Unlike the movie poster—which in most of the world has devolved from a genuine painterly art form to a series of underwhelming Photoshops—the movie soundtrack appears to be more vital than ever. Rock stars like Jonny Greenwood and Trent Reznor are lending their cred to films like The Master and The Social Network, and soundtrack-centric labels like Death Waltz Records are issuing loving tributes to soundtracks old and new in the form of deluxe vinyl reissues.
Except that Ennio Morricone, possibly the most influential composer in film history, isn’t into it. “Il Maestro,” who has 528 movie and TV credits to his name and is probably most famous for composing the iconic theme to The Good, The Bad, And The Ugly, recently shared his feelings on the state of movie music with The Guardian. Basically, while Morricone respects the work of composers like Hans Zimmer and John Williams, he thinks that overall, soundtracks aren‘t what they used to be.
“The standard of composition for film has deteriorated. I have suffered a lot in watching many films because of that,” he says, specifically criticizing “amateur” composers who try to cut costs by using synthesizers instead of actual instruments. “Electronic instruments flatten everything. Maybe you can do everything with [them], but the result is quite similar–a kind of standardized music,” he says.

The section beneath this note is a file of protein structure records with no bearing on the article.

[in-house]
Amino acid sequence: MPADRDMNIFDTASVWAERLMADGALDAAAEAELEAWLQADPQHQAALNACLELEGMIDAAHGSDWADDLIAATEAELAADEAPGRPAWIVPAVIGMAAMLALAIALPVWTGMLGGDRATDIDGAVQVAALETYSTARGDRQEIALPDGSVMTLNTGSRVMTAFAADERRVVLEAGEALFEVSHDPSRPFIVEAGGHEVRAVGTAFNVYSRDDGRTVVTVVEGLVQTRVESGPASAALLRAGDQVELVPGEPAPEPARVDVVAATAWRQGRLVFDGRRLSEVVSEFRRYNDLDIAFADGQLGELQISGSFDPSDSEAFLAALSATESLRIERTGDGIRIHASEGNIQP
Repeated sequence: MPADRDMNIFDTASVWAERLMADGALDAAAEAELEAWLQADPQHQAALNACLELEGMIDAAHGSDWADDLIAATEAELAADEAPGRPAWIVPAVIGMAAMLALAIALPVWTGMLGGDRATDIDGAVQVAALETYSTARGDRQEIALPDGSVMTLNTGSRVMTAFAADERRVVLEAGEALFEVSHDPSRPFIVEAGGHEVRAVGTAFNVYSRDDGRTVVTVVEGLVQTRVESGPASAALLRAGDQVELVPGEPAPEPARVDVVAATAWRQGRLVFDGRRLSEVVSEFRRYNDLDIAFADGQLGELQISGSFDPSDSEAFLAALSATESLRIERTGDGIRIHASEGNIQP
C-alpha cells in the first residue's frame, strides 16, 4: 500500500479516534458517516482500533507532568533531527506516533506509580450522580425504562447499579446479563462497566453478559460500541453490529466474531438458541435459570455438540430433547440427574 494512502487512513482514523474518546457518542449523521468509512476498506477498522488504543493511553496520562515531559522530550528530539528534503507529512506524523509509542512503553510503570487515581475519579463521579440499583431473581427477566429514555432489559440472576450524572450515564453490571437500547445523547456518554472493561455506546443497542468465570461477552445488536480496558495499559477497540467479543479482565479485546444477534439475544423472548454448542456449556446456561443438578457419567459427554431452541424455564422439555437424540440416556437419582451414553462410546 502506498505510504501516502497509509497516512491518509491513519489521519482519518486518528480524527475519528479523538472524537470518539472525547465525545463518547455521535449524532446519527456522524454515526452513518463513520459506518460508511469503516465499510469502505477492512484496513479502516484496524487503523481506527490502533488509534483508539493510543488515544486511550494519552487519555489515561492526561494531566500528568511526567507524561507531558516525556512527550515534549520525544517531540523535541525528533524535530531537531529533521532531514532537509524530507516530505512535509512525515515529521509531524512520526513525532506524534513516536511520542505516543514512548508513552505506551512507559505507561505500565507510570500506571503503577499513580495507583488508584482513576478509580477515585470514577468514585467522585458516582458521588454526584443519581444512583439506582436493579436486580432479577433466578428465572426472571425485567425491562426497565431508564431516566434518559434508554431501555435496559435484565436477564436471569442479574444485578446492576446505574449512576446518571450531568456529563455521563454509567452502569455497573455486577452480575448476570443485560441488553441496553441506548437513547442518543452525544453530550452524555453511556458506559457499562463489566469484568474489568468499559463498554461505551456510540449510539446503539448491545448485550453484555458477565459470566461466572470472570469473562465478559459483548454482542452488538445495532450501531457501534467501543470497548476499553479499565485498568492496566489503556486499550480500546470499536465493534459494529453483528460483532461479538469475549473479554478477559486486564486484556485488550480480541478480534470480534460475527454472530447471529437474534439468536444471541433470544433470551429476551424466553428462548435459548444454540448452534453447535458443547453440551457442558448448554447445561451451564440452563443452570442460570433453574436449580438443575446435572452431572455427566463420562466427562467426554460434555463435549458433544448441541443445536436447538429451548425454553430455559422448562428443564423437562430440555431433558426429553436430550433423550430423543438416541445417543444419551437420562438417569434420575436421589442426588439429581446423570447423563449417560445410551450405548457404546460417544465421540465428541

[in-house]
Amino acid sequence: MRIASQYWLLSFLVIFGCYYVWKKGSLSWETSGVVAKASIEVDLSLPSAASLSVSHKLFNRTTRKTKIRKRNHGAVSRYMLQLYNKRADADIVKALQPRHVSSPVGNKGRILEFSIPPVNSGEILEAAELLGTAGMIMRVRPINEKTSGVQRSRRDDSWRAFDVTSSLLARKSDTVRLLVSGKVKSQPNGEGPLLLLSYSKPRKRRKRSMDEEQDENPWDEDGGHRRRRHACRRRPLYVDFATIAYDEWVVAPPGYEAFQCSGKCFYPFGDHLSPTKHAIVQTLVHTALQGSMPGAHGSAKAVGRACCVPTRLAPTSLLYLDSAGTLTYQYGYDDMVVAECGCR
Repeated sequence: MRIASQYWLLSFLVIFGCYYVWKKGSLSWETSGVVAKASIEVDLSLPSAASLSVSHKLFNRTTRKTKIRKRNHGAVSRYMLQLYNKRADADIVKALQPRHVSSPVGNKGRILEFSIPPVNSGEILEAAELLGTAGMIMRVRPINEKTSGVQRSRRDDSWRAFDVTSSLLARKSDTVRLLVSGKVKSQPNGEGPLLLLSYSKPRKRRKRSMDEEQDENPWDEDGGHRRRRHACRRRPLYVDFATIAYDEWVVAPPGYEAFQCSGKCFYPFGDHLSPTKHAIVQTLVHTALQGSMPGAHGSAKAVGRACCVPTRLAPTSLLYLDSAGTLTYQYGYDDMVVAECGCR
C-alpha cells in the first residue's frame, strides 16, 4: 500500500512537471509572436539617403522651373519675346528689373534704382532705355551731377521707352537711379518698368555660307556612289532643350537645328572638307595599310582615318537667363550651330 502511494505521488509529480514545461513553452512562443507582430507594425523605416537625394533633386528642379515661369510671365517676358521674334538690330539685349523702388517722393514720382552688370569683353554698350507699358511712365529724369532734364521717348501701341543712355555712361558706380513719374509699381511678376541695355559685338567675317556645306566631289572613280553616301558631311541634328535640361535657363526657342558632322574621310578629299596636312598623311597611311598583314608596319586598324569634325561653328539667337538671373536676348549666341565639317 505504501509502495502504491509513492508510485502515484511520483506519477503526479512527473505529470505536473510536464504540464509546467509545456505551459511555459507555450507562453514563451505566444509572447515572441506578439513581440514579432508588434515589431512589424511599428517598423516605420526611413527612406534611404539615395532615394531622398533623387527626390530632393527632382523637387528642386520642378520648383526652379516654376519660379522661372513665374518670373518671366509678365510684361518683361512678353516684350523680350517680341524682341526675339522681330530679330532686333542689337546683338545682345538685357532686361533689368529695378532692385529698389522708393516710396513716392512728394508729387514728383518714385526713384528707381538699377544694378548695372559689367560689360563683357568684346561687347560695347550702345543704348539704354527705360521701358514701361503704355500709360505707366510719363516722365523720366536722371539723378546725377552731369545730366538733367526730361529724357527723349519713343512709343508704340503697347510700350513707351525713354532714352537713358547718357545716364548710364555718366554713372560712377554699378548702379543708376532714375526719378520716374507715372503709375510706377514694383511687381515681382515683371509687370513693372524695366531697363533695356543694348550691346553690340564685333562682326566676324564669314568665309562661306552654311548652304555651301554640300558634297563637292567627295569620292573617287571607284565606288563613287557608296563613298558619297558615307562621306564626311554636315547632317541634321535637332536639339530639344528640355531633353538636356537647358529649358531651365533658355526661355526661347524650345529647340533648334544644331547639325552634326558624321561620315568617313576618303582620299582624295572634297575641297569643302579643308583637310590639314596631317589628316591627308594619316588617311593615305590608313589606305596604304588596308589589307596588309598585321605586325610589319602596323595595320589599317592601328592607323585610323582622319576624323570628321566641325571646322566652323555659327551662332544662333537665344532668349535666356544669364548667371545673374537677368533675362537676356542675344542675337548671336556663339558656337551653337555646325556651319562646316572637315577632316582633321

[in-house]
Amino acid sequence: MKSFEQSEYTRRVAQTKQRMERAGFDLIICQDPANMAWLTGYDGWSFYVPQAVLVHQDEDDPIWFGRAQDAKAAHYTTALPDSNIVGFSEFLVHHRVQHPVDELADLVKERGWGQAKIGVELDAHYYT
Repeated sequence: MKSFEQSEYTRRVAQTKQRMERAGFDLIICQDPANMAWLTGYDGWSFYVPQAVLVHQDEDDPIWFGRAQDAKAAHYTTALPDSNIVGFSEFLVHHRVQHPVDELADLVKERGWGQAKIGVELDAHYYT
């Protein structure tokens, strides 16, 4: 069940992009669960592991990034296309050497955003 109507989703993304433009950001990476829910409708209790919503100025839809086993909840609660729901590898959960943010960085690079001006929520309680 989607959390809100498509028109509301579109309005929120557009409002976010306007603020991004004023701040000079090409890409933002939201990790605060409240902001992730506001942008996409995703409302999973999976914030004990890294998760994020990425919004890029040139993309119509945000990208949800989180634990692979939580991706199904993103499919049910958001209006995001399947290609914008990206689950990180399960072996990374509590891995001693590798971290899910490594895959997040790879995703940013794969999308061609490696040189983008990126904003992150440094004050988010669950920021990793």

And while he blames this trend on budgetary considerations, he also says that—without naming any names—some contemporary directors don’t respect the role of the composer. “There are some directors who actually fear the possible success of music. They fear that the audience or the critics will think the film has worked because there was a very good music score,” he says, adding, “If you have a 20-second music piece, you cannot really express anything… If you allow it to develop, the music can do its job in telling what is not said and showing what you cannot see.”
But while there’s a huge difference between, say, a John Carpenter synth score and a guy just jamming out a few notes on a Casio, Morricone may have a point with the “fear of music” thing. Why shouldn’t The Avengers have a theme as hummable as the title music from Star Wars or Rocky? Maybe Morricone’s just behind the times. He is 86, after all. But coming from the guy who wrote this heartbreakingly beautiful piece of music, it’s worth thinking about: